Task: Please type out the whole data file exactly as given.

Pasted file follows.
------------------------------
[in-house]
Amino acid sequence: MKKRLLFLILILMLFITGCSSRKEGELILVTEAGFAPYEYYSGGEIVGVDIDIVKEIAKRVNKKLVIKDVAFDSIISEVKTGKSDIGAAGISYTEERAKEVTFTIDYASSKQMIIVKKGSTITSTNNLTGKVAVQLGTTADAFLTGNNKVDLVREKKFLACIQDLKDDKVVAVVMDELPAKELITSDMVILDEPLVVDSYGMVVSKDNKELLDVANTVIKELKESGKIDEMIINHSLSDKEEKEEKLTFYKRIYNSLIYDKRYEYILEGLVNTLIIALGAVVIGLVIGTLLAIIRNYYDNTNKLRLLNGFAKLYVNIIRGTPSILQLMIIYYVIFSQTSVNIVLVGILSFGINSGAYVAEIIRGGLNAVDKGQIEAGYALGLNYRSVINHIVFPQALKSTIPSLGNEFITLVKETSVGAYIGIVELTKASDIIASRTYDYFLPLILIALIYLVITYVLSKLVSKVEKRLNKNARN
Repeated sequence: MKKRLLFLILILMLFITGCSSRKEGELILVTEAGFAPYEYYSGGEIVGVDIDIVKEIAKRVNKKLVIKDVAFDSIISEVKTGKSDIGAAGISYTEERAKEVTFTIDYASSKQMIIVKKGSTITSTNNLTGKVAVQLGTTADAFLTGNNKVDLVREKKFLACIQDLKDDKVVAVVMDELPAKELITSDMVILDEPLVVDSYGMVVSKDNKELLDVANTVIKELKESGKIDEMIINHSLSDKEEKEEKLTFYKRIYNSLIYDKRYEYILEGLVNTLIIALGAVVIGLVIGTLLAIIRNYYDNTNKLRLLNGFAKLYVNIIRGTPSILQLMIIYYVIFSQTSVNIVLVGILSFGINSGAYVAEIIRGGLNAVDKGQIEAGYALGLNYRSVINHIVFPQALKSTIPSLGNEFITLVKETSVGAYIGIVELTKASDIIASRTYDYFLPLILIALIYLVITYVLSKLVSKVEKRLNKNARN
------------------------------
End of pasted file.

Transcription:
[in-house]
Amino acid sequence: MKKRLLFLILILMLFITGCSSRKEGELILVTEAGFAPYEYYSGGEIVGVDIDIVKEIAKRVNKKLVIKDVAFDSIISEVKTGKSDIGAAGISYTEERAKEVTFTIDYASSKQMIIVKKGSTITSTNNLTGKVAVQLGTTADAFLTGNNKVDLVREKKFLACIQDLKDDKVVAVVMDELPAKELITSDMVILDEPLVVDSYGMVVSKDNKELLDVANTVIKELKESGKIDEMIINHSLSDKEEKEEKLTFYKRIYNSLIYDKRYEYILEGLVNTLIIALGAVVIGLVIGTLLAIIRNYYDNTNKLRLLNGFAKLYVNIIRGTPSILQLMIIYYVIFSQTSVNIVLVGILSFGINSGAYVAEIIRGGLNAVDKGQIEAGYALGLNYRSVINHIVFPQALKSTIPSLGNEFITLVKETSVGAYIGIVELTKASDIIASRTYDYFLPLILIALIYLVITYVLSKLVSKVEKRLNKNARN
Repeated sequence: MKKRLLFLILILMLFITGCSSRKEGELILVTEAGFAPYEYYSGGEIVGVDIDIVKEIAKRVNKKLVIKDVAFDSIISEVKTGKSDIGAAGISYTEERAKEVTFTIDYASSKQMIIVKKGSTITSTNNLTGKVAVQLGTTADAFLTGNNKVDLVREKKFLACIQDLKDDKVVAVVMDELPAKELITSDMVILDEPLVVDSYGMVVSKDNKELLDVANTVIKELKESGKIDEMIINHSLSDKEEKEEKLTFYKRIYNSLIYDKRYEYILEGLVNTLIIALGAVVIGLVIGTLLAIIRNYYDNTNKLRLLNGFAKLYVNIIRGTPSILQLMIIYYVIFSQTSVNIVLVGILSFGINSGAYVAEIIRGGLNAVDKGQIEAGYALGLNYRSVINHIVFPQALKSTIPSLGNEFITLVKETSVGAYIGIVELTKASDIIASRTYDYFLPLILIALIYLVITYVLSKLVSKVEKRLNKNARN